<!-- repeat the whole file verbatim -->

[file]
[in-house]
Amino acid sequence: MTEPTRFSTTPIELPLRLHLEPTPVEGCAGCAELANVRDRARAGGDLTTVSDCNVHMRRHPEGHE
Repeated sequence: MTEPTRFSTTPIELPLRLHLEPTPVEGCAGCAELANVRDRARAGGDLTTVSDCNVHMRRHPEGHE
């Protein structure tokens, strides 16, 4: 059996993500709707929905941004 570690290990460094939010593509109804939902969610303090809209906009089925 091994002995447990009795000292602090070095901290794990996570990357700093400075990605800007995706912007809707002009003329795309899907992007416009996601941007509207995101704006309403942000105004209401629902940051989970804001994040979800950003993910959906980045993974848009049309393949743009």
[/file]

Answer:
[in-house]
Amino acid sequence: MTEPTRFSTTPIELPLRLHLEPTPVEGCAGCAELANVRDRARAGGDLTTVSDCNVHMRRHPEGHE
Repeated sequence: MTEPTRFSTTPIELPLRLHLEPTPVEGCAGCAELANVRDRARAGGDLTTVSDCNVHMRRHPEGHE
């Protein structure tokens, strides 16, 4: 059996993500709707929905941004 570690290990460094939010593509109804939902969610303090809209906009089925 091994002995447990009795000292602090070095901290794990996570990357700093400075990605800007995706912007809707002009003329795309899907992007416009996601941007509207995101704006309403942000105004209401629902940051989970804001994040979800950003993910959906980045993974848009049309393949743009």